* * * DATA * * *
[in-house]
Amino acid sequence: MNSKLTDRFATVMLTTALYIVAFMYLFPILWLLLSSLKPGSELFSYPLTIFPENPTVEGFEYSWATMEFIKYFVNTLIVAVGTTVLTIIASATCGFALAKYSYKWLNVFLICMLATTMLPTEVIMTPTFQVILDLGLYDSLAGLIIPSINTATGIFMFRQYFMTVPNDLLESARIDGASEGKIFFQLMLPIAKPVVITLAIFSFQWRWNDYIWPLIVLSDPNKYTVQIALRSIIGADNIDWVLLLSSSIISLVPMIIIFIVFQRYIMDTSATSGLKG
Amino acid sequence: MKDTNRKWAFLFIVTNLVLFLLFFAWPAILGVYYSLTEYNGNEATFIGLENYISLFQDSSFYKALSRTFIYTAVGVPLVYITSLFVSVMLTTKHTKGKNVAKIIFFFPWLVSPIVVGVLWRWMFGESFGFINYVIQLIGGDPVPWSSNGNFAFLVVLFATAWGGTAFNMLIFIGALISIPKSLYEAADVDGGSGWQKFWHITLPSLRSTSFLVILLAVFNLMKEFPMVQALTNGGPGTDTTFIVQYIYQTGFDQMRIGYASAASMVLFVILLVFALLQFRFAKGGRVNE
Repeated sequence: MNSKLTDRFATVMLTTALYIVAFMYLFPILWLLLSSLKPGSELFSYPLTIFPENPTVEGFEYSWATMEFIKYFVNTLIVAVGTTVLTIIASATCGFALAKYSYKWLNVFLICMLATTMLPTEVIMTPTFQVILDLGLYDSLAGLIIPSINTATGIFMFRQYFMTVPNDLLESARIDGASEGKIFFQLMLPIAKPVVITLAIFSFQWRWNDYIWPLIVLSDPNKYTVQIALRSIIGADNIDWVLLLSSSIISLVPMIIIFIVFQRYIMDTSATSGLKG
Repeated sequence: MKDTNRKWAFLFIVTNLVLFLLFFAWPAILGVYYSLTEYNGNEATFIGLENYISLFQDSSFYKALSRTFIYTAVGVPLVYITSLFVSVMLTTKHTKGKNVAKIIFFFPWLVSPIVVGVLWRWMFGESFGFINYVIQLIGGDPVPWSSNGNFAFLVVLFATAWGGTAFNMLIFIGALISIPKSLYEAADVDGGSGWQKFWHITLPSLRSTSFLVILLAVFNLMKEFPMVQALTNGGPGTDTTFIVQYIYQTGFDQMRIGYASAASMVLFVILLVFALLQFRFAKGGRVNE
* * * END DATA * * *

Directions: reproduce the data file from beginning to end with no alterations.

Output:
[in-house]
Amino acid sequence: MNSKLTDRFATVMLTTALYIVAFMYLFPILWLLLSSLKPGSELFSYPLTIFPENPTVEGFEYSWATMEFIKYFVNTLIVAVGTTVLTIIASATCGFALAKYSYKWLNVFLICMLATTMLPTEVIMTPTFQVILDLGLYDSLAGLIIPSINTATGIFMFRQYFMTVPNDLLESARIDGASEGKIFFQLMLPIAKPVVITLAIFSFQWRWNDYIWPLIVLSDPNKYTVQIALRSIIGADNIDWVLLLSSSIISLVPMIIIFIVFQRYIMDTSATSGLKG
Amino acid sequence: MKDTNRKWAFLFIVTNLVLFLLFFAWPAILGVYYSLTEYNGNEATFIGLENYISLFQDSSFYKALSRTFIYTAVGVPLVYITSLFVSVMLTTKHTKGKNVAKIIFFFPWLVSPIVVGVLWRWMFGESFGFINYVIQLIGGDPVPWSSNGNFAFLVVLFATAWGGTAFNMLIFIGALISIPKSLYEAADVDGGSGWQKFWHITLPSLRSTSFLVILLAVFNLMKEFPMVQALTNGGPGTDTTFIVQYIYQTGFDQMRIGYASAASMVLFVILLVFALLQFRFAKGGRVNE
Repeated sequence: MNSKLTDRFATVMLTTALYIVAFMYLFPILWLLLSSLKPGSELFSYPLTIFPENPTVEGFEYSWATMEFIKYFVNTLIVAVGTTVLTIIASATCGFALAKYSYKWLNVFLICMLATTMLPTEVIMTPTFQVILDLGLYDSLAGLIIPSINTATGIFMFRQYFMTVPNDLLESARIDGASEGKIFFQLMLPIAKPVVITLAIFSFQWRWNDYIWPLIVLSDPNKYTVQIALRSIIGADNIDWVLLLSSSIISLVPMIIIFIVFQRYIMDTSATSGLKG
Repeated sequence: MKDTNRKWAFLFIVTNLVLFLLFFAWPAILGVYYSLTEYNGNEATFIGLENYISLFQDSSFYKALSRTFIYTAVGVPLVYITSLFVSVMLTTKHTKGKNVAKIIFFFPWLVSPIVVGVLWRWMFGESFGFINYVIQLIGGDPVPWSSNGNFAFLVVLFATAWGGTAFNMLIFIGALISIPKSLYEAADVDGGSGWQKFWHITLPSLRSTSFLVILLAVFNLMKEFPMVQALTNGGPGTDTTFIVQYIYQTGFDQMRIGYASAASMVLFVILLVFALLQFRFAKGGRVNE